ITV News Central has learned that reported homophobic hate crimes are on the rise.
Figures from police forces in the Midlands reveal that in the 12 months to June this year, there were 387 reported homophobic crimes compared with 358 over the same period three years ago.
Leicester Wildecats are a gay football team who play in the Gay Football Supporters Network league.
Darran, one of the players, says homophobia is nowhere near the levels of the 1980s but he still knows of a number of people who have been victims. He told ITV News Central about his uncle's experiences.
David Sharman says he was angry when vandals wrote homophobic abuse in black marker pen all over the windows and sides of his car.
Homophobia is still a huge problem within football.
A number of campaigns have been launched to combat it. Including the #Rainbowlaces drive, where Premier League stars wore rainbow laces in matches to show their support.
Tim Law, Leicester Wildecats, says clubs like his allow gay people to get involved in football.
Some claim the rise is because victims have more confidence in the police.
The Association of Chief Police Officers (ACPO) believes relations between the forces and the gay community is constantly improving.
It launched a campaign last year to tackle the hate crime.
But in its most recent Gay British Crime Survey, Stonewall found more than three quarters of victims surveyed still did not report their crime to the police.
In the last few years online homophobic abuse has become a major concern.
James Taylor, from Stonewall, says it is making a difficult task in dealing with hate crime that much harder.
The fear of hate crime is affecting where LGBT people go and how they act in public.
Darran says he does not feel comfortable being too affectionate to his boyfriend when in certain places.
One group believes the best way to combat homophobia in the long term is to improve education in schools.
Challenging Homophobia in Primary Schools (CHIPs) is a scheme designed to teach children to celebrate difference. 36 schools in Birmingham currently use it.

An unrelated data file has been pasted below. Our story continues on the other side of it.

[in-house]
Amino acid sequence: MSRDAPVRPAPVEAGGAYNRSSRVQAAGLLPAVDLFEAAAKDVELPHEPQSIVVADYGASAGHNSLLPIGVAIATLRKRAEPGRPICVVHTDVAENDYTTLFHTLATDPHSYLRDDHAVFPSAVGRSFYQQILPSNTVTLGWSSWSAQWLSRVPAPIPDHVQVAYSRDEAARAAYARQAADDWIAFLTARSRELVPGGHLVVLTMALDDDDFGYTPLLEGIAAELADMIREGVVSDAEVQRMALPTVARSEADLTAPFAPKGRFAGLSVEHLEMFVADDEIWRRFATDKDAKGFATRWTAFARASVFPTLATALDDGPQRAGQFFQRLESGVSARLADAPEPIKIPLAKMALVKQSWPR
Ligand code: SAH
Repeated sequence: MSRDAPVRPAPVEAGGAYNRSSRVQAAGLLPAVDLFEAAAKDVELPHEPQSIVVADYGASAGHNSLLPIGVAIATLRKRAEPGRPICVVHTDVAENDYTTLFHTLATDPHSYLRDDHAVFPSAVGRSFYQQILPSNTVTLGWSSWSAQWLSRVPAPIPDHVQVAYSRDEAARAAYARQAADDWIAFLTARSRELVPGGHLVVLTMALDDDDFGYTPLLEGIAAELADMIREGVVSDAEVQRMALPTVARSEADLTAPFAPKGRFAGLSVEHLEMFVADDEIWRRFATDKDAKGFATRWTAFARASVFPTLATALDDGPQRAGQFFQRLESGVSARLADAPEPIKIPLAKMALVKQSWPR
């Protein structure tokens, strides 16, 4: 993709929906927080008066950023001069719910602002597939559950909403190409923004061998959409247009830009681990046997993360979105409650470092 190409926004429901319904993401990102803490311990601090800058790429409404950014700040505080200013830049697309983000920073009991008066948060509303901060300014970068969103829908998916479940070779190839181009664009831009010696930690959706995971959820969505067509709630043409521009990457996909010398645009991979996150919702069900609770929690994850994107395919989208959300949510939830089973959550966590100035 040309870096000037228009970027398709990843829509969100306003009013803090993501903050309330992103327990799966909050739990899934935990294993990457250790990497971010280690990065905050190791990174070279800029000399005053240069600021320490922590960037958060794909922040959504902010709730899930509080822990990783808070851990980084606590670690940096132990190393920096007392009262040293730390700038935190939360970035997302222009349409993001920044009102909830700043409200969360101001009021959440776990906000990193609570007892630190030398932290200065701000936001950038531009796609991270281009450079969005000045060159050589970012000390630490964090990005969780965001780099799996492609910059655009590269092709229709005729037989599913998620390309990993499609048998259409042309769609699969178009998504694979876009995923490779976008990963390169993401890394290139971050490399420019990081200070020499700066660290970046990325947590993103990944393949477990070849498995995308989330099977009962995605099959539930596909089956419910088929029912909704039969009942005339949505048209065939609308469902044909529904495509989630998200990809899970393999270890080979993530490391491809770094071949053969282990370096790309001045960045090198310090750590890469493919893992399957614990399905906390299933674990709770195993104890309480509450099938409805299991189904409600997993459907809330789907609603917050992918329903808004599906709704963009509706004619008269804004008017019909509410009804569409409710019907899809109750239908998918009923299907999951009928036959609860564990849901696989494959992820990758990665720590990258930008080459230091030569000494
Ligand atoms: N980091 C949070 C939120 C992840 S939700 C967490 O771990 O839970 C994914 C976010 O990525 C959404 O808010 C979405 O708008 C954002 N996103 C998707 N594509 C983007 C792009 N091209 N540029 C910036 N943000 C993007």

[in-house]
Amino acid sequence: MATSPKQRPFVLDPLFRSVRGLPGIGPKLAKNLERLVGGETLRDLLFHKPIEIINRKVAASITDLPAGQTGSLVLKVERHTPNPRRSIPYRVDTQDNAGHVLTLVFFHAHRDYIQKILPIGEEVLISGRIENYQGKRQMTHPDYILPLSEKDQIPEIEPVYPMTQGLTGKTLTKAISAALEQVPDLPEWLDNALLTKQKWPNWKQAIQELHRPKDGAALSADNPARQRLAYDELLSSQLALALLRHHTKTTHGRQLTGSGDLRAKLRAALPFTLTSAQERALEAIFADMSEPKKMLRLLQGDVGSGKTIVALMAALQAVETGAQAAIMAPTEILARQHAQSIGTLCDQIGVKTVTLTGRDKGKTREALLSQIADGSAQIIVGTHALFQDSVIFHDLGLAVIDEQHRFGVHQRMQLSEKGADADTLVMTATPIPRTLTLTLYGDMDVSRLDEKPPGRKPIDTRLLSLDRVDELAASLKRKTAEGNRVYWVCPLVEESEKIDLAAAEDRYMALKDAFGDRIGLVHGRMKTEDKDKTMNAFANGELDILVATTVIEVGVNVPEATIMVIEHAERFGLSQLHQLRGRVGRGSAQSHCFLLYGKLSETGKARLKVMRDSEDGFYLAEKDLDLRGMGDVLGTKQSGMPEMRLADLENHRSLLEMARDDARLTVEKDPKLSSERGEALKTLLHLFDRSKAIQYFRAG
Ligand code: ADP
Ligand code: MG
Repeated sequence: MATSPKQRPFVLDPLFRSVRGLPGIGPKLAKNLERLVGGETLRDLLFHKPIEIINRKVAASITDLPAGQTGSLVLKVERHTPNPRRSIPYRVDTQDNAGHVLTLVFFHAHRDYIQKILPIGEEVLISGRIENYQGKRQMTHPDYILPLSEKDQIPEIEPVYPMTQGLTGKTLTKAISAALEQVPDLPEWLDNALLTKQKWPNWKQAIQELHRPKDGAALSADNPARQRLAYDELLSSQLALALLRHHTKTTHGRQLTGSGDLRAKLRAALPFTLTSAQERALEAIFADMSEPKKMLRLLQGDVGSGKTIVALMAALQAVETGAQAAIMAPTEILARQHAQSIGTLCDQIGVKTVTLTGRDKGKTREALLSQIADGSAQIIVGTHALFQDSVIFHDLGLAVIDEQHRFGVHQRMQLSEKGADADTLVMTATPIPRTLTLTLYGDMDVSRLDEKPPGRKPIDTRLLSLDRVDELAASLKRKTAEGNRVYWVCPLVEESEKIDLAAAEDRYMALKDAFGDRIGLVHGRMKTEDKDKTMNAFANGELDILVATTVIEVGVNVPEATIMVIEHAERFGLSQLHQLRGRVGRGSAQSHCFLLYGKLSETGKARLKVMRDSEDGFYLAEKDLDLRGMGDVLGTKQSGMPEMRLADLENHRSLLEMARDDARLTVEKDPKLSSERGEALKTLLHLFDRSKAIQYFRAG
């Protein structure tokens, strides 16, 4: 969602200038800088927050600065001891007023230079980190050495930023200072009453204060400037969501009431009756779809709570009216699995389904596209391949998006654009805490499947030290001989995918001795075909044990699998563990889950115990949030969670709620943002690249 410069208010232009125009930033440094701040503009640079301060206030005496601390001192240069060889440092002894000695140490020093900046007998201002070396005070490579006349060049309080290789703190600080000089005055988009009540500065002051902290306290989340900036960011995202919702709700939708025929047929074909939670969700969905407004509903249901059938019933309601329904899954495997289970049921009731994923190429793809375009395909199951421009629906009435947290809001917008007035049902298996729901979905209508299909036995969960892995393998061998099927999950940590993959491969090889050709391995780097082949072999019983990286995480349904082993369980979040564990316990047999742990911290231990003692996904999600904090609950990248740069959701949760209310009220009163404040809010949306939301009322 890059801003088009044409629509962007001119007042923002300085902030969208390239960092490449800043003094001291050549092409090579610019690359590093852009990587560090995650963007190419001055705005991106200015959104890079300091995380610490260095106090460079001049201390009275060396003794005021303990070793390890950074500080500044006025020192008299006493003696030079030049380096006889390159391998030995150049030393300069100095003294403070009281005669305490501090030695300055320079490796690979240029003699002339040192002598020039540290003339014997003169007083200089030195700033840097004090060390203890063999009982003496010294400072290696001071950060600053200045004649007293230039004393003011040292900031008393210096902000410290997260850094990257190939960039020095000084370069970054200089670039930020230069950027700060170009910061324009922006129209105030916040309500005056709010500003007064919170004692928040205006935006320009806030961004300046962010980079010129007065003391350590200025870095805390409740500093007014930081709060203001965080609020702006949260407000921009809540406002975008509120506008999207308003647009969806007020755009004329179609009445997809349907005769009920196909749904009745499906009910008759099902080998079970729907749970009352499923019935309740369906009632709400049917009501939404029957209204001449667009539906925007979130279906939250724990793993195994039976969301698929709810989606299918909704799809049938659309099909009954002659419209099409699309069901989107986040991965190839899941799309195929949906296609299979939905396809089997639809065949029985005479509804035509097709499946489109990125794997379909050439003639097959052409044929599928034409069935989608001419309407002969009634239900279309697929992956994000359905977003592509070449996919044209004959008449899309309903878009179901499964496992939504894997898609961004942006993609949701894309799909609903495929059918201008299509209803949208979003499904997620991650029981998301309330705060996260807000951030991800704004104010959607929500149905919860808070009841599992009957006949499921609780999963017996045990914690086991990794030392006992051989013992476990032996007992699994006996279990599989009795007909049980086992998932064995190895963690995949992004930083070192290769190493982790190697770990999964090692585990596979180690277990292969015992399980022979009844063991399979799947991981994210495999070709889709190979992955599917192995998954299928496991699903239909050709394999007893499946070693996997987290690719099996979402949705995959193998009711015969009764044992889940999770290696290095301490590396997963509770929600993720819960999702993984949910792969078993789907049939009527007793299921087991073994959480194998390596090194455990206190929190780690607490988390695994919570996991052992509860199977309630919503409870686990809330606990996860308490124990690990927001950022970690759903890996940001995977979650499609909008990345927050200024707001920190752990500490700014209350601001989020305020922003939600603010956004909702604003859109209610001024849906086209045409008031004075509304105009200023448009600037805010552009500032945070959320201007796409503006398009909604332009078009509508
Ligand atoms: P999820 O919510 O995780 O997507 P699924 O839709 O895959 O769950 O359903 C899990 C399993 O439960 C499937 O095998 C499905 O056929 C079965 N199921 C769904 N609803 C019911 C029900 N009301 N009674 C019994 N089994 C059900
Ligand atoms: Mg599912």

Books and songs are used to teach primary school children about the importance of accepting everyone regardless of their differences.
Birmingham City Council appointed award winning campaigner Elly Barnes as its LGBT (Lesbian, Gay, Bisexual and Trans-gender) adviser for schools two years ago. She has been tasked with introducing the scheme to all schools in the city.
Her survey reveals 82% of pupils use homophobic language regularly.
Some parents have campaigned against the scheme being used in primary schools.
Police had to be called to a meeting where angry parents confronted the headteacher of Welford Primary School in Birmingham, Jamie Barry, over introducing the scheme.
Mother, Tara Powell, spoke to ITV News Central in November while handing a petition against CHIPs to Birmingham City Council.
Elly Barnes says educators are obliged under the Equality Act 2010 to ensure everyone is treated equally and fairly.
According to YouGov, fewer than one in ten primary school teachers are trained to tackle homophobic bullying.
The headteacher for Anderton Park Primary School, Sarah Hewitt-Clarkson, says the training her school has been given by Elly Barnes has been "vital."
Watch the full report by Joe Lobo below.